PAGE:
Monday, January 30, 2012
Recipe: Restaurant Kale Part 2 - Deconstructed Kale
I love restaurant week in New York because the portions are so small. You go, the place is great, the food famous, the reservation, hard to get. Then you eat and the food is so scant, in such small amounts, that you have to focus on every bite.
That was my experience a couple of weeks ago in at Promenade des Angeleis, on 23rd and 10th. We got there, had to take a cab, rain, and so on. Inside it is early still, only 7:30 and the place is dead. Then our friends show up and speculations are made, newspaper articles referred to and so eventually the food comes, we get soup and a terrine and a fish dish with tiny anchovies and from the regular menu, brandade on crostini...the rest I don't remember but I do remember the kale and during restaurant week, kale is the one dish you get a decent portion of.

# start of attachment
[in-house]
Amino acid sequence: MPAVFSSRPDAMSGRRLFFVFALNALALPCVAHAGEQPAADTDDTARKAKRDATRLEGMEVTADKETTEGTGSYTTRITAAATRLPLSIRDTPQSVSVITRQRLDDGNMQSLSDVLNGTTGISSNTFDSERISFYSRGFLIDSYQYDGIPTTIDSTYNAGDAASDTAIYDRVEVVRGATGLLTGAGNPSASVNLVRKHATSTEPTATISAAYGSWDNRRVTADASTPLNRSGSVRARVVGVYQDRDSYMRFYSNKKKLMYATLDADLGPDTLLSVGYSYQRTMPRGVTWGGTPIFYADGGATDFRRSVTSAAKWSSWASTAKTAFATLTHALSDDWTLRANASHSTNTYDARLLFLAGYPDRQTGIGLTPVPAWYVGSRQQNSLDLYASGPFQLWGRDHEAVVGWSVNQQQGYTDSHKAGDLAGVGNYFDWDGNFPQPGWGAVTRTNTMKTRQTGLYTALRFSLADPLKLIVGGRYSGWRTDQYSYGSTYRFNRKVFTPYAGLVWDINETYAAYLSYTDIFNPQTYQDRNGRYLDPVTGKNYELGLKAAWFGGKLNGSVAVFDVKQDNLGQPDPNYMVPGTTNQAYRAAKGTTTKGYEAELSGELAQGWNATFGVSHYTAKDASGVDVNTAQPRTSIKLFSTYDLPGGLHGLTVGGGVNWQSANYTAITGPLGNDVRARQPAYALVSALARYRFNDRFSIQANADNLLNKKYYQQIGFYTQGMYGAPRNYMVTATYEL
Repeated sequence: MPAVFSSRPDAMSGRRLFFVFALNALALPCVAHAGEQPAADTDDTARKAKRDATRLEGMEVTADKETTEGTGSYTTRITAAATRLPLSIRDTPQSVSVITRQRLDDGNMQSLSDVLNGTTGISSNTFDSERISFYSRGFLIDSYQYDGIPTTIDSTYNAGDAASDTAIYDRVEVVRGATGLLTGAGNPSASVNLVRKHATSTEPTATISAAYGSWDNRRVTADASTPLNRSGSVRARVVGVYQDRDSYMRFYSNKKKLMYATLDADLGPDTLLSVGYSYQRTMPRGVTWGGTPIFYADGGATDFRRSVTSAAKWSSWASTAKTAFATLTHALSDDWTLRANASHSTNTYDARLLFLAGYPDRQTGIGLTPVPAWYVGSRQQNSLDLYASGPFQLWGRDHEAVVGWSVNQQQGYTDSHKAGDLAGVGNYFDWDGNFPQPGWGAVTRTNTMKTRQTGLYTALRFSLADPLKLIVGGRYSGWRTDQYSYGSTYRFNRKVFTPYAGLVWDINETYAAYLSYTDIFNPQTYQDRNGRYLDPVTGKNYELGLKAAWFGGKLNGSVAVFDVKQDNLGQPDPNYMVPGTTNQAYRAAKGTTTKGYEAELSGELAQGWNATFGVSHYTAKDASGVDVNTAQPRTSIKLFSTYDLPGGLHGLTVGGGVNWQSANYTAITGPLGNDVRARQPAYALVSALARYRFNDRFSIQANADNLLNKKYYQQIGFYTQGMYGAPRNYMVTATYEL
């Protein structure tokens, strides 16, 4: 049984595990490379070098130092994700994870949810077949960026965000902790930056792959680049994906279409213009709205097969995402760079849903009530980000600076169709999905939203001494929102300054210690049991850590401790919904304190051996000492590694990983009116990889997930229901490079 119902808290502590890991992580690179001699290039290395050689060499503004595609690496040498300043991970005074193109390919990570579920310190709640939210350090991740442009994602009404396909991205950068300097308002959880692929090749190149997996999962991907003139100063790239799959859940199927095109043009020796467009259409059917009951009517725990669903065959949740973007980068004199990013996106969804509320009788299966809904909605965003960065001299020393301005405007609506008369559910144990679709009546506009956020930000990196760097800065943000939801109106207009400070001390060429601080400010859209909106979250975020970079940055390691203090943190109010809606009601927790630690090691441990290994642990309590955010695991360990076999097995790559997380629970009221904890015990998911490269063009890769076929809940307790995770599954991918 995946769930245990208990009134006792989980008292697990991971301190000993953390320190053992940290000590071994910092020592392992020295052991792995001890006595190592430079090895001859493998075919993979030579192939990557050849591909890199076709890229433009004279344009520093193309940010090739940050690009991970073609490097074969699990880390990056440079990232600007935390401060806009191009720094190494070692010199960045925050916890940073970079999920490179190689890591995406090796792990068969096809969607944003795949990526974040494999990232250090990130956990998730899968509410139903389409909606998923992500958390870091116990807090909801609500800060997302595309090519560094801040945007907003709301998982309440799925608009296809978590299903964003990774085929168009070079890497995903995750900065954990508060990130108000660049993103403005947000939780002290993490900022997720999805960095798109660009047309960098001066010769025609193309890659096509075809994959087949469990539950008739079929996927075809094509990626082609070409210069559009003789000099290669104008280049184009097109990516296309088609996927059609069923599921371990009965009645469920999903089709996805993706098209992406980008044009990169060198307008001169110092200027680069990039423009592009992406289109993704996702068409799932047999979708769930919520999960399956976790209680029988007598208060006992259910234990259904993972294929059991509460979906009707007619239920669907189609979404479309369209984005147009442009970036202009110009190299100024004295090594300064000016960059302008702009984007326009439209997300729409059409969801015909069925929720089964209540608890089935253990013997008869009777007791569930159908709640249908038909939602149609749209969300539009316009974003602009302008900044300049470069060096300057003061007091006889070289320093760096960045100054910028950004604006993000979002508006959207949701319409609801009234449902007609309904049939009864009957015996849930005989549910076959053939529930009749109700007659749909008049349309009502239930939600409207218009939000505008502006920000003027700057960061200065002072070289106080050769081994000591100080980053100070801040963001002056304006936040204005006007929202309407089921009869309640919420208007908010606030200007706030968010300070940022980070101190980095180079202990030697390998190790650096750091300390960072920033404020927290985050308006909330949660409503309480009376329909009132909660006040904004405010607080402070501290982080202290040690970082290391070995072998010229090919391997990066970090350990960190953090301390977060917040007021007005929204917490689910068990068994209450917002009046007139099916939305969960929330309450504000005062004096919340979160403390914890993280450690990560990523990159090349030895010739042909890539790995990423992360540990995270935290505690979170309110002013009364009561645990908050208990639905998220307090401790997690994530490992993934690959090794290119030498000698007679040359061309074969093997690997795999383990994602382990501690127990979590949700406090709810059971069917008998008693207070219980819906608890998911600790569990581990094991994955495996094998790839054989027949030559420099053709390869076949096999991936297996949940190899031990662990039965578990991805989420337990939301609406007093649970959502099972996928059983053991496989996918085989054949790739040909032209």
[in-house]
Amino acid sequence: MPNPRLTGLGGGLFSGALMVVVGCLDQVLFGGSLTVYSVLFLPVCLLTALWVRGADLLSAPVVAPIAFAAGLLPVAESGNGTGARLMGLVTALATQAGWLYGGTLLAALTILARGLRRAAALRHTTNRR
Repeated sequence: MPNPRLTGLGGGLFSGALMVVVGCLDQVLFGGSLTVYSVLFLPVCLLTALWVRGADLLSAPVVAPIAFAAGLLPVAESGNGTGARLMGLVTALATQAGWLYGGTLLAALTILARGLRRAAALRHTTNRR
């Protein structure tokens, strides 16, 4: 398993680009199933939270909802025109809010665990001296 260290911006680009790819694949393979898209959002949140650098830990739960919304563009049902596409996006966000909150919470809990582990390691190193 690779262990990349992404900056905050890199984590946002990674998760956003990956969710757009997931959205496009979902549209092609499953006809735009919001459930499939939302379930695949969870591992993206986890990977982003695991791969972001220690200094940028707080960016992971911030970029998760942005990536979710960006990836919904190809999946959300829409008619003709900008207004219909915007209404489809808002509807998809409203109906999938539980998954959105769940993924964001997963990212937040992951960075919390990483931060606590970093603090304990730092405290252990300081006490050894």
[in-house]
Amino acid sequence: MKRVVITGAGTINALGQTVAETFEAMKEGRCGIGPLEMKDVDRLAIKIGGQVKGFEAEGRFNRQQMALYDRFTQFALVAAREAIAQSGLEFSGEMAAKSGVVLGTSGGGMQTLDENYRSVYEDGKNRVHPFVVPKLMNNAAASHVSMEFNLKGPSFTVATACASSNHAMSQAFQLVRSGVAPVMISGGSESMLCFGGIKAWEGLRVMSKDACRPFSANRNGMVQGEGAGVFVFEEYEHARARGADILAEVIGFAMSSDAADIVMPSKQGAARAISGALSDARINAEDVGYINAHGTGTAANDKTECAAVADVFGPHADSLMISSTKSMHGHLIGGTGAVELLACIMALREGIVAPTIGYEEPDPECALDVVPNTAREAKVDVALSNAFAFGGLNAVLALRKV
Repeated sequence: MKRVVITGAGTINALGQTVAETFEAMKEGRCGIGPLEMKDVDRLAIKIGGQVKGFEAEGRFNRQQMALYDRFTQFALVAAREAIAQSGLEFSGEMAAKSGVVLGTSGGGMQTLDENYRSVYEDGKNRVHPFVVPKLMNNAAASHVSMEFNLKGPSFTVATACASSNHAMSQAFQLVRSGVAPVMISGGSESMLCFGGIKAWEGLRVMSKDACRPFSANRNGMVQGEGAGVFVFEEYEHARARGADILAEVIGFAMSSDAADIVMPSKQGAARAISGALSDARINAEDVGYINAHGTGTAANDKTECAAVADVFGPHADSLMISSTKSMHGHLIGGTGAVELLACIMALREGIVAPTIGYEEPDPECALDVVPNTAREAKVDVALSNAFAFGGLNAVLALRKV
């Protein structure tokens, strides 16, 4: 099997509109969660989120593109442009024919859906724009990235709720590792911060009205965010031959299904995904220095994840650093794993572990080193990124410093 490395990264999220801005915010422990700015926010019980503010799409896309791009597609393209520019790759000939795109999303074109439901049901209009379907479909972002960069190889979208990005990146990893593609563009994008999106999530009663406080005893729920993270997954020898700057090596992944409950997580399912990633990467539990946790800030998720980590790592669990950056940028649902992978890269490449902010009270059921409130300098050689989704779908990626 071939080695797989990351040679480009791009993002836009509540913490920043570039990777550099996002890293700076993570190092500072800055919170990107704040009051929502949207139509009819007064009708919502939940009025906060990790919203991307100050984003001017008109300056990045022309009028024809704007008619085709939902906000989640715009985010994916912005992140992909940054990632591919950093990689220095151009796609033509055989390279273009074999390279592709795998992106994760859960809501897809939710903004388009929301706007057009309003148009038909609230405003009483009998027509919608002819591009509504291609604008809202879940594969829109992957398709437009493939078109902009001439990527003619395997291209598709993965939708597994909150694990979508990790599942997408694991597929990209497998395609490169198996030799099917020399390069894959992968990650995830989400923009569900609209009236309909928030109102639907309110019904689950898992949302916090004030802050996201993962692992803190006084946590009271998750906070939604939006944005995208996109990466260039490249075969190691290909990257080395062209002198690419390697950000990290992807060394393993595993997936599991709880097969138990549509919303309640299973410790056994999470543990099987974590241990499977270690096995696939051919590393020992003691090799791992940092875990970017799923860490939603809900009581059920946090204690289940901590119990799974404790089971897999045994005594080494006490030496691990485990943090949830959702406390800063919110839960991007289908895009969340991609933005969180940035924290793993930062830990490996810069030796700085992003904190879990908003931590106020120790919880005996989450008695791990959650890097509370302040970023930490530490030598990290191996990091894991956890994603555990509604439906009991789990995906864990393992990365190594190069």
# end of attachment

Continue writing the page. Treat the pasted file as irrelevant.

Before deconstructing the kale salad, I become painfully aware of the waitstaff. When we are served our first course and then our main course, all of these waiters converge on us at once. It must have something to do with the way they run the place. It seems as if the entire staff has staged an intervention of food and each us is served, by a separate person, simultaneously. It is like we are a car and they are the pit crew. Or we are a foodie mosh pit.
This particular kale dish was ripped leaves, massaged in oil with strips of good prosciutto, the thinnest slice of button mushroom, really not even worth mentioning or even including in the dish but then shaving of parmesean, quite an outstanding delicious bit of parm, and all in a vinaigrette along with unnecessary pomegranate seeds. It was the best kale salad I have ever had and I must say it is because of the quality of the prosciutto, olive oil and cheese -- mushroom, pomegranate seeds notwithstanding.
Such is restaurant week. Regular people go to expensive restaurants where they get a little window of luxury. Kale really shines in this context where trend and abundance meet in a perfect storm. Kale is cheap. It grows in snow. No one yet has the nerve or has figured out how to make kale expensive so it is one dish at restaurant week that you get a lot of.